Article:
Platinum Member SherrySher's Avatar
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    it's disrespectful to a spouse who deserves someone who is All In. Every minute you stay in your marriage while your feelers are out to rekindle an affair or start a new one is time that wife could be spending on her own healing and recovery toward a potential relationship with someone who is wild about her.
    Absolutely! Fooling her and staying because you feel you have to, is one or the worst things you can do to a person. Your children are much stronger than you give them credit for.
    Kids know how to cope with a divorce better than they would a fake marriage and a fake family dynamic. Don't put them through that.
    You won't be doing any of them any favours by faking everything. (your wife included).

    Sit down, talk to your wife, tell her how you're honestly feeling. You're meant to be friends first and foremost. Be a friend to her and talk to her instead of hiding your thoughts and feelings.
    Besides cheating, nothing is more painful to a woman than a man who is pretending to love her and be happy with her.

  9. #38
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    I agree that I need to tell her. I know it's not fair to her for me to be hiding my true feelings about all this, and that she needs to know so that we can decide our path forward together. I'm really ashamed that I've let it go this long and that I've been living this lie for so long, but I'm finally working up the courage to face it.

    I don't think our children suspect that there's really any serious problem between us, because we don't usually fight. I'm sure they do pick up on it at some level though. It's definitely not the loving, supportive marriage that I'd like them to learn from.

    Thank you all for your advice and support.

  10. #39
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    'She was my first girlfriend. I was pretty shy, had low self esteem and, although I knew I wasn't really in love with her, I felt like we could have a good life together. I didn't want to crush her and was too weak to end the relationship'

    I disagree with those advocating for any kind of therapy/joyful dates/talks etc etc. OP has clearly stated he never actually loved his wife and married her for the wrong reasons. You can't therapy yourself into loving someone. Having children together is not a good enough reason to spend your life with someone you feel nothing for. Just because people stayed in arranged (or 'self-arranged') marriages years ago doesn't mean that we have to do this in 2020. Additionally, how anyone's expected to stay with their first partner for life is beyond me. In my experience those who do only do so out of fear of the unknown - it is extremely rare for two people to grow into compatible adults having met as kids.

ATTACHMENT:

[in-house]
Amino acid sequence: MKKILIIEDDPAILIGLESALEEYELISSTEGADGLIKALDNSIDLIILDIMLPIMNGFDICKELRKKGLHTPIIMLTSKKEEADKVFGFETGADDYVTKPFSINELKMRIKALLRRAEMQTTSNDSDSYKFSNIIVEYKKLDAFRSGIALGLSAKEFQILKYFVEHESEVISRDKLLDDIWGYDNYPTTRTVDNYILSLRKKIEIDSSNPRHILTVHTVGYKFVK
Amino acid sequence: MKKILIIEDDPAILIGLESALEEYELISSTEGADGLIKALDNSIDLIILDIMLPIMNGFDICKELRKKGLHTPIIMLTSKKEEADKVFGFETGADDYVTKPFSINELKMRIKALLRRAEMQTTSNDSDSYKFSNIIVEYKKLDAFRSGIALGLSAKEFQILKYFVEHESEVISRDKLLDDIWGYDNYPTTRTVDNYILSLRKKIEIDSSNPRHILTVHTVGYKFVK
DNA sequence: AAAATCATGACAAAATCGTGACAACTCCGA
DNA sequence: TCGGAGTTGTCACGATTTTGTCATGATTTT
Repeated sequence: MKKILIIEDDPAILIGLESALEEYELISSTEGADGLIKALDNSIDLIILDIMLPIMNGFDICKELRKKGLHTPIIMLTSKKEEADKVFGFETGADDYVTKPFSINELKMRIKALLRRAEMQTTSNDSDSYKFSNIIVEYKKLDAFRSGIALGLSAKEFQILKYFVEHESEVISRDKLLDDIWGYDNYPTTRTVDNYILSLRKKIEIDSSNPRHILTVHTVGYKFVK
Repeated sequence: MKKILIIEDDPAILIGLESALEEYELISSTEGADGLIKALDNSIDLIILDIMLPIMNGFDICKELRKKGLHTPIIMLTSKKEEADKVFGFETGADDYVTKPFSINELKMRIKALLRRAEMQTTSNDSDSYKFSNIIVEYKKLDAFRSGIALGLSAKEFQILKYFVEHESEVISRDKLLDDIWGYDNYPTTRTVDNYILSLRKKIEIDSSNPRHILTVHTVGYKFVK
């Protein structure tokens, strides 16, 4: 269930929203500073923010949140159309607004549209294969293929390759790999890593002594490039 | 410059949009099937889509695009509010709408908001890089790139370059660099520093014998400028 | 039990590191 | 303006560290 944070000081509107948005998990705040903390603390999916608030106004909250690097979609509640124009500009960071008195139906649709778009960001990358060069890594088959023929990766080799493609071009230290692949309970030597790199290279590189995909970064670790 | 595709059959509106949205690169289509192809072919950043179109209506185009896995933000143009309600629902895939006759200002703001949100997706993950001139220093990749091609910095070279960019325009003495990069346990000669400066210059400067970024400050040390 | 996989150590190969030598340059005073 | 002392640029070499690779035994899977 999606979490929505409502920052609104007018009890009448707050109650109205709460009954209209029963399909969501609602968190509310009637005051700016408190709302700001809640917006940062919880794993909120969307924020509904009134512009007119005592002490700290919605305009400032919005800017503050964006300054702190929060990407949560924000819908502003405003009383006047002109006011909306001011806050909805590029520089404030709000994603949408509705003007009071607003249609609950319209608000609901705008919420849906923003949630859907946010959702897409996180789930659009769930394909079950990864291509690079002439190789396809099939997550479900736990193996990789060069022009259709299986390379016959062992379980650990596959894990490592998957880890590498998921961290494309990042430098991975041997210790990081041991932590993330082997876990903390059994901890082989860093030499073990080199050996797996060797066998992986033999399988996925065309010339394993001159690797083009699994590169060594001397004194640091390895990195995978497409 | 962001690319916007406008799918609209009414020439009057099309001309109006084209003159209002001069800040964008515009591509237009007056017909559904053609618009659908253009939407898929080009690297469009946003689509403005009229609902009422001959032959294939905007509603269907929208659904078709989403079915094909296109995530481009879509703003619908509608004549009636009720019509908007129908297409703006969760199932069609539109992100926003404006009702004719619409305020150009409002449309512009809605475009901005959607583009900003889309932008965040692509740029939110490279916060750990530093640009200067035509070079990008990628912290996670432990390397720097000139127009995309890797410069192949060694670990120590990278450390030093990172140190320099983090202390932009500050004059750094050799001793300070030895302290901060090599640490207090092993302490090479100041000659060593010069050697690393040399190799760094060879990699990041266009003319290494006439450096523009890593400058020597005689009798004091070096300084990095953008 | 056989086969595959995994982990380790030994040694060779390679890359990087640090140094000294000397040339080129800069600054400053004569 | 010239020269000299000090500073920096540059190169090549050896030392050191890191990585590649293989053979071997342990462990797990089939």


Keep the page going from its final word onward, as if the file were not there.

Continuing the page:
Last edited by OctoberRust; 03-04-2020 at 10:54 AM.

  11. #40
    Platinum Member ThatwasThen's Avatar
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    Originally Posted by Kaizen4

    I don't think our children suspect that there's really any serious problem between us, because we don't usually fight. I'm sure they do pick up on it at some level though.
    How so? You have a respect for one another, you have fun times as a family, you both love your children etc. It's times like this that devastate children... They adjust quickly when they see the dysfunction and carnage that their parents afflict on them and are glad its ended. No so much when there has been a functioning family unit wherein they are basically broadsided by a parent with wanderlust who needs therapy to get his head on straight about his own mid life crisis.

    It's definitely not the loving, supportive marriage that I'd like them to learn from.
    How would you even know what that looks like? You have zero experience in what you THINK that may be. Life gets in the way of ALL relationships and that new relationship energy is never sustained for a life time. Mature love enters the picture and after that it takes work on your part as husband and wife to keep the attachment going. Get your own therapy, then if after you discover you still want out, then do it but put your crisis on the back burner for now until you figure yourself out with the help of a good therapist rather than (as mentioned) those guru books you've put so much stock in. Google "Grass is Greener Syndrome" and read that book if you want to educate yourself.

    Thank you all for your advice and support.
    You're welcome. I hope you get that therapy sooner rather than later which will help you (hopefully) to learn how to communicate before your sh*t gets this deep in the future.